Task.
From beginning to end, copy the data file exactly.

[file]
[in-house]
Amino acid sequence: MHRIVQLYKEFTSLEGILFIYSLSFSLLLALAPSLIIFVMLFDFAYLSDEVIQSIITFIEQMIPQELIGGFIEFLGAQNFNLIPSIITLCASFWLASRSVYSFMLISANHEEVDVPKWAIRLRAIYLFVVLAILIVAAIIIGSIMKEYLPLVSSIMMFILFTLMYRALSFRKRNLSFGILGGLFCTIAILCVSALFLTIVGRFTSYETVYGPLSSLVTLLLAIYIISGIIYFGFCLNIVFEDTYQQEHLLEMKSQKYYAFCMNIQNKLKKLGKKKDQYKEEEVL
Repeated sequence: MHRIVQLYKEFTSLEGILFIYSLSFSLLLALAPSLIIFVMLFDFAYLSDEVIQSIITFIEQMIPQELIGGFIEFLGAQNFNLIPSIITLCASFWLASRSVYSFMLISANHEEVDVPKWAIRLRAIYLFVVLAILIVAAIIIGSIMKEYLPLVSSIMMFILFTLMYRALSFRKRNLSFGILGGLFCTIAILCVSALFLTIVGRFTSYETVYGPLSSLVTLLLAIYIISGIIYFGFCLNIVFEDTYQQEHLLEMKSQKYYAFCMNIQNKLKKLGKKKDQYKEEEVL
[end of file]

[in-house]
Amino acid sequence: MHRIVQLYKEFTSLEGILFIYSLSFSLLLALAPSLIIFVMLFDFAYLSDEVIQSIITFIEQMIPQELIGGFIEFLGAQNFNLIPSIITLCASFWLASRSVYSFMLISANHEEVDVPKWAIRLRAIYLFVVLAILIVAAIIIGSIMKEYLPLVSSIMMFILFTLMYRALSFRKRNLSFGILGGLFCTIAILCVSALFLTIVGRFTSYETVYGPLSSLVTLLLAIYIISGIIYFGFCLNIVFEDTYQQEHLLEMKSQKYYAFCMNIQNKLKKLGKKKDQYKEEEVL
Repeated sequence: MHRIVQLYKEFTSLEGILFIYSLSFSLLLALAPSLIIFVMLFDFAYLSDEVIQSIITFIEQMIPQELIGGFIEFLGAQNFNLIPSIITLCASFWLASRSVYSFMLISANHEEVDVPKWAIRLRAIYLFVVLAILIVAAIIIGSIMKEYLPLVSSIMMFILFTLMYRALSFRKRNLSFGILGGLFCTIAILCVSALFLTIVGRFTSYETVYGPLSSLVTLLLAIYIISGIIYFGFCLNIVFEDTYQQEHLLEMKSQKYYAFCMNIQNKLKKLGKKKDQYKEEEVL